Reminded me of the moral of Lopshire’s story. Being forced to recognize that he was not a zoo animal allowed the leopard to find a home in the circus. Whether you consider his spot changing antics tricks, or as Turtle Biscuit likes to opine him “being silly,” the truth of the matter is that the leopard is an artist. Exiled from the zoo he finds a home in the circus.
And as Kanye makes plain his insecurities in “Everything I Am”, he too reminds the listener that like it or not, we are often defined by what we are not–therefore it is incumbent to embrace all that we are:
Damn, here we go again
Everybody saying what’s not for him
But everything I’m not, made me everything I am
I saw this video this morning and as one of my students is apt to say “it gave me life.” Nothing wins me over these days as easily as cute Daddy-Daughter video. I especially enjoy things showing Dad-Daughter combos doing things they both enjoy–particularly if they’re not sports related.
The video below is one in a series of videos by Mrcush featuring him and his daughter dancing:
DeFrantz provides a well appreciated historical context to the super-duper cuteness found in the Daddy-Daughter video. It’s also amazing thinking about the different connotations of history and tradition evoked when you look at these two videos side by side. DeFrantz is dancing history, as is Mrcush and his daughter, and they are all also telling a story.
I vaguely remember Mom Biscuit and I cracking a few jokes, maybe even dropping a few double entendres, the first time we set eyes on the tub in what would be our first home. Our realtor played along egging us on. And since we were two city kids from Queens there was of course an inevitable reference to the old Mt Airy Lodge commercials.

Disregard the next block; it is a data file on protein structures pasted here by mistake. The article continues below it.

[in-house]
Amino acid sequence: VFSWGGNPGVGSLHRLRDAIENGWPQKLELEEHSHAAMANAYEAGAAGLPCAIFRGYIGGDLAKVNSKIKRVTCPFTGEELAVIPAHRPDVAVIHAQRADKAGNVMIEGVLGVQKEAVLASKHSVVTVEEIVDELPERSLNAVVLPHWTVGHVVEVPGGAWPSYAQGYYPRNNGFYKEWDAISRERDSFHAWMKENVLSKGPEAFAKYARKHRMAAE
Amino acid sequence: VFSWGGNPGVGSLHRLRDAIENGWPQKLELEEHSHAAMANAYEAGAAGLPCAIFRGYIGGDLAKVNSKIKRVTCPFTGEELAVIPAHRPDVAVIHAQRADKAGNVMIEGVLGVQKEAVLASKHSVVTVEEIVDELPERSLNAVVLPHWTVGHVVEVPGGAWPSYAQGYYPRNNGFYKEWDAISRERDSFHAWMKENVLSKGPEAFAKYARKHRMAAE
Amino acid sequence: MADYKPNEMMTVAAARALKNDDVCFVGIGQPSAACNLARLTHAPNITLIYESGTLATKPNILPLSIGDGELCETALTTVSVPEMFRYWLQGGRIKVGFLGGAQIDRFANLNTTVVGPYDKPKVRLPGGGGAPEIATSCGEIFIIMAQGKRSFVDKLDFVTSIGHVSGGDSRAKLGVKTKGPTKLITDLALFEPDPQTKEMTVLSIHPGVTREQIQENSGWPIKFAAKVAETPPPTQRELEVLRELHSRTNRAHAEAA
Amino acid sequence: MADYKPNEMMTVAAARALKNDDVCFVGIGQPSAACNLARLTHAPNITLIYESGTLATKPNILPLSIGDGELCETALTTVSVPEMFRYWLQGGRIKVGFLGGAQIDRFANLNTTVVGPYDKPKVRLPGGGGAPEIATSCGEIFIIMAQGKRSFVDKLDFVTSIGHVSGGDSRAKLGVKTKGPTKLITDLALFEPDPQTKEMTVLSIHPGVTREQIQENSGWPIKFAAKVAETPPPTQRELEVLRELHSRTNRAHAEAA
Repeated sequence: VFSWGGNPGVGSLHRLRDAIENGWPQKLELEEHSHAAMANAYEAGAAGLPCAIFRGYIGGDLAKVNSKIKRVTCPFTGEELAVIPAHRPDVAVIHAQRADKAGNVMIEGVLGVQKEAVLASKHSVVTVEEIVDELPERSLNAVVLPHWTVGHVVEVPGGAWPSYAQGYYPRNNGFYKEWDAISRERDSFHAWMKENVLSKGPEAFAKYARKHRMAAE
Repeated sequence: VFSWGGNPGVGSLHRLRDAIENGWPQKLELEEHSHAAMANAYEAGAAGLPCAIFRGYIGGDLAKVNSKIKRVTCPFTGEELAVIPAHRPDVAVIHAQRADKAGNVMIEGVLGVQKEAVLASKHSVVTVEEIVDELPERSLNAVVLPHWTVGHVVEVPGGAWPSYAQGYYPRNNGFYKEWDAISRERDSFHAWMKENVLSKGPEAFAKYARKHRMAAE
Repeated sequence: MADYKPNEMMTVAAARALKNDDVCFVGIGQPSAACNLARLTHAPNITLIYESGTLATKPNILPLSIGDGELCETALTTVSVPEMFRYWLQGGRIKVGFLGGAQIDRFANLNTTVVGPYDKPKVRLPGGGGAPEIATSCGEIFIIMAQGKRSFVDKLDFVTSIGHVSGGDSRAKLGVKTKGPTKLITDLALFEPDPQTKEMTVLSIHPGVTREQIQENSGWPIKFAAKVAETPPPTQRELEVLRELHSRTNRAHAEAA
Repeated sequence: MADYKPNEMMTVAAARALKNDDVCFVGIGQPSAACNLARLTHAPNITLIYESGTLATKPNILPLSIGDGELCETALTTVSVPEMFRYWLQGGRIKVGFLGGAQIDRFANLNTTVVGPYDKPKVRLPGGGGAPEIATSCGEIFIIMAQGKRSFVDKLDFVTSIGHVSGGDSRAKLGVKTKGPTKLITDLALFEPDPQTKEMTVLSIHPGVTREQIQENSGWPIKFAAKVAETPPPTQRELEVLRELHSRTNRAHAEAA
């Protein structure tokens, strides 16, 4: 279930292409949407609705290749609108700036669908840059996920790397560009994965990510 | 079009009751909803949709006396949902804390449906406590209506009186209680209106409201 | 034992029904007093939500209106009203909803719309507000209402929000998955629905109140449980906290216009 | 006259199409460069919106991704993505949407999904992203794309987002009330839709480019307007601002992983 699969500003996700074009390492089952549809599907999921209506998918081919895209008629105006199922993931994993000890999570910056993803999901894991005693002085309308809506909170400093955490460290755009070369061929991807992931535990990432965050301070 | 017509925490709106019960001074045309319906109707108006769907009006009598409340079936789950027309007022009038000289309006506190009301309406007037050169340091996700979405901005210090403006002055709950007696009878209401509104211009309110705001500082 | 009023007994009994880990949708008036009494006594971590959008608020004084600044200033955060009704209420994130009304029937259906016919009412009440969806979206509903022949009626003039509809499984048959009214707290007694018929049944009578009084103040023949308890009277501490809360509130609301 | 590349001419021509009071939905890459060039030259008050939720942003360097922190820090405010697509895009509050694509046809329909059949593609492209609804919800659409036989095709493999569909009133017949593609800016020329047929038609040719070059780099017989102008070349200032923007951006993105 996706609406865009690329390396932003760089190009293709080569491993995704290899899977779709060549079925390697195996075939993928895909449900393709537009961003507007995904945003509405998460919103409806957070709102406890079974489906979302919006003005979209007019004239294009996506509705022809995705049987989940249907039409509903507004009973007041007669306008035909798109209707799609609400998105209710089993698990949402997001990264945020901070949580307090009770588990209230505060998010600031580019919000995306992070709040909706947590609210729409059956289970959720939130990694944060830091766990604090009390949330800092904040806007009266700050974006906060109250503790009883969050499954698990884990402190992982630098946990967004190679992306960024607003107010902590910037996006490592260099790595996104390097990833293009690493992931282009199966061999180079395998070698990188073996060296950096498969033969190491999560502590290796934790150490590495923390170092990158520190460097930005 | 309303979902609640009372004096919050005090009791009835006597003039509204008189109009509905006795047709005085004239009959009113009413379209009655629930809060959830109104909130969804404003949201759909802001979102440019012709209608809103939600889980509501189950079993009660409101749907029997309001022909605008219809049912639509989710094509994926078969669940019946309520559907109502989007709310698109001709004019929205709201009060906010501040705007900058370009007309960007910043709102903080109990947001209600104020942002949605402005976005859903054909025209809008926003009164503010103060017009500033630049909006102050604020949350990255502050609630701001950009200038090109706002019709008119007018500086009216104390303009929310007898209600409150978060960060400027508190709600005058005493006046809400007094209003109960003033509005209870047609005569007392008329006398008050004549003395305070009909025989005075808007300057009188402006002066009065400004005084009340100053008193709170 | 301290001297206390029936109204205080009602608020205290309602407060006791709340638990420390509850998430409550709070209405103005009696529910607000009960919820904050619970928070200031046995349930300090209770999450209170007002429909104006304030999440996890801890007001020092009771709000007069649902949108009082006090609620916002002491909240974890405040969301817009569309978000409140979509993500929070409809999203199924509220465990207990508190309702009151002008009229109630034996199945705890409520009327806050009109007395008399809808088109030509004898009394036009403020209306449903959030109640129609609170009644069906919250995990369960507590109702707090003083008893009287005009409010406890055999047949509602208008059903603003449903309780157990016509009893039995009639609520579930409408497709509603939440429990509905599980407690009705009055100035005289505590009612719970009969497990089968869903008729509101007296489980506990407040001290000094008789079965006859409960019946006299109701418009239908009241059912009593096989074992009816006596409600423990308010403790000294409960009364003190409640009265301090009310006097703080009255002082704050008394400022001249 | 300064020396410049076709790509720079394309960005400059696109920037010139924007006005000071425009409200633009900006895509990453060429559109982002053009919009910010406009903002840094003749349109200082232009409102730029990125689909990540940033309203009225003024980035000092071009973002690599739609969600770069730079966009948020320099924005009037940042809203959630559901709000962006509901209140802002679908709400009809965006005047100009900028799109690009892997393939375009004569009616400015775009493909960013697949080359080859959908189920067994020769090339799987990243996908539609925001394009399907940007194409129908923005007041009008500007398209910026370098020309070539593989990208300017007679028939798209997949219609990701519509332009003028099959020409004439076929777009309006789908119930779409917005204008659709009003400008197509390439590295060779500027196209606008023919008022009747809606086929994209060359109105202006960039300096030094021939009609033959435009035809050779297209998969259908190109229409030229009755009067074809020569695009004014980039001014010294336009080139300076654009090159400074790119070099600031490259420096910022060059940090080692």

Never did we imagine that the “spa” that we thought would be our respite from long days at the office and occasional romantic date would become the domain of our baby girl
I currently have a Volkswagen Beetle Convertible parked in my kitchen. I was only able to excavate my dining room table from a deluge of laundry in the last 48 hours. The gaggle of changing tables, laundry baskets, rockers in my bedroom has turned it into a cross between a Babies R Us clearance depot and a place of rest. And I won’t even go into detail about the odds and ends that constantly find their way into my living room.
However, this is all worth it, because I finally have a gym in my office.
It dawned on me shortly after my wife and I welcomed our second child that I needed to revive my Turtle Biscuit series. After all, how would it look to the girls a decade from now when they both can read and they realize that I documented my experiences with one but not the other.
And the more I think about it, just as I was eager to share tales of the lazy days I spent with Turtle Biscuit while on leave in 2011, the forthcoming trials and tribulations of being a commuter parent of an infant are also important, and worthy of reflection.
With that being said, I introduce everyone to Baby Biscuit, Little sister of Turtle Biscuit, Singing Biscuit and College Biscuit (formerly Teen Biscuit).
So this post went in a completely different direction than I expected, but the point/question still stands, should schools be able to govern the snacks we give our kids? In one sense this already happens with peanut & egg free classrooms that have become ubiquitous these past few years. However, do schools have a right to take this a step further and ban items such as Twinkies–even if we can all agree that Twinkies are not good/ideal snacks for children.
As a parent who routinely packs oreos and the like in his child’s lunchbox this question hits close to him. Am I being hypocritical in espousing healthy eating then turning around and giving a child a snack that I know he will surely devour before he touches the fruits, veggies that also accompany his lunch? And let’s be clear here, homemade cookies on a regular basis are not an option…